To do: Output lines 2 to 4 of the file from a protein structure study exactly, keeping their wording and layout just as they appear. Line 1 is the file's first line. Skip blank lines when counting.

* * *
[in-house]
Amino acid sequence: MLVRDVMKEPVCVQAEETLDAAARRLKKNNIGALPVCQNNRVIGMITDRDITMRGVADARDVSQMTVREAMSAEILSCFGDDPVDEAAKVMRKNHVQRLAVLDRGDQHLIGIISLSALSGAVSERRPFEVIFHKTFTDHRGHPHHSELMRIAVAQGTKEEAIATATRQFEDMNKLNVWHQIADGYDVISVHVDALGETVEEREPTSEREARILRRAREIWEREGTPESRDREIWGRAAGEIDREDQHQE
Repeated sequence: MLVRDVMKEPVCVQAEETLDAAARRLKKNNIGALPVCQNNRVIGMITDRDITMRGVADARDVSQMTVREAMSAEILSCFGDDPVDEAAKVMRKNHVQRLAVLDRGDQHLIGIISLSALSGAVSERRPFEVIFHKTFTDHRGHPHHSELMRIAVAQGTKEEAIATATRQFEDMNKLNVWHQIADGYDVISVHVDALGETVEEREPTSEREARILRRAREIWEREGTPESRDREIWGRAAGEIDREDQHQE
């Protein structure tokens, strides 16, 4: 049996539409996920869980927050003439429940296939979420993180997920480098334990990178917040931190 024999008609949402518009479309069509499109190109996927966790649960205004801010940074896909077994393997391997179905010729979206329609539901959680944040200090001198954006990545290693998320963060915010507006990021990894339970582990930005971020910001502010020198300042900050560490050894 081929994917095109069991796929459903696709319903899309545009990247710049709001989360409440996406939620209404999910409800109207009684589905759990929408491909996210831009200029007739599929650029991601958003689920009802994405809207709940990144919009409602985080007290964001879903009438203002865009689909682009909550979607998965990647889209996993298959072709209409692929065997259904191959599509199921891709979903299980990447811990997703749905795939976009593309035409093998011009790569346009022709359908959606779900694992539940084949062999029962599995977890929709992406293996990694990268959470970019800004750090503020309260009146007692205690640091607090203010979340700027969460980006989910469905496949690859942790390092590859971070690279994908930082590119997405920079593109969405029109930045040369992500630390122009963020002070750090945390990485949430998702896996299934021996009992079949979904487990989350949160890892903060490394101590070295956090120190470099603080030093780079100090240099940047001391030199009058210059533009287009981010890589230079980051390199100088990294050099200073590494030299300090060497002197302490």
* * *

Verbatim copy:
Amino acid sequence: MLVRDVMKEPVCVQAEETLDAAARRLKKNNIGALPVCQNNRVIGMITDRDITMRGVADARDVSQMTVREAMSAEILSCFGDDPVDEAAKVMRKNHVQRLAVLDRGDQHLIGIISLSALSGAVSERRPFEVIFHKTFTDHRGHPHHSELMRIAVAQGTKEEAIATATRQFEDMNKLNVWHQIADGYDVISVHVDALGETVEEREPTSEREARILRRAREIWEREGTPESRDREIWGRAAGEIDREDQHQE
Repeated sequence: MLVRDVMKEPVCVQAEETLDAAARRLKKNNIGALPVCQNNRVIGMITDRDITMRGVADARDVSQMTVREAMSAEILSCFGDDPVDEAAKVMRKNHVQRLAVLDRGDQHLIGIISLSALSGAVSERRPFEVIFHKTFTDHRGHPHHSELMRIAVAQGTKEEAIATATRQFEDMNKLNVWHQIADGYDVISVHVDALGETVEEREPTSEREARILRRAREIWEREGTPESRDREIWGRAAGEIDREDQHQE
């Protein structure tokens, strides 16, 4: 049996539409996920869980927050003439429940296939979420993180997920480098334990990178917040931190 024999008609949402518009479309069509499109190109996927966790649960205004801010940074896909077994393997391997179905010729979206329609539901959680944040200090001198954006990545290693998320963060915010507006990021990894339970582990930005971020910001502010020198300042900050560490050894 081929994917095109069991796929459903696709319903899309545009990247710049709001989360409440996406939620209404999910409800109207009684589905759990929408491909996210831009200029007739599929650029991601958003689920009802994405809207709940990144919009409602985080007290964001879903009438203002865009689909682009909550979607998965990647889209996993298959072709209409692929065997259904191959599509199921891709979903299980990447811990997703749905795939976009593309035409093998011009790569346009022709359908959606779900694992539940084949062999029962599995977890929709992406293996990694990268959470970019800004750090503020309260009146007692205690640091607090203010979340700027969460980006989910469905496949690859942790390092590859971070690279994908930082590119997405920079593109969405029109930045040369992500630390122009963020002070750090945390990485949430998702896996299934021996009992079949979904487990989350949160890892903060490394101590070295956090120190470099603080030093780079100090240099940047001391030199009058210059533009287009981010890589230079980051390199100088990294050099200073590494030299300090060497002197302490």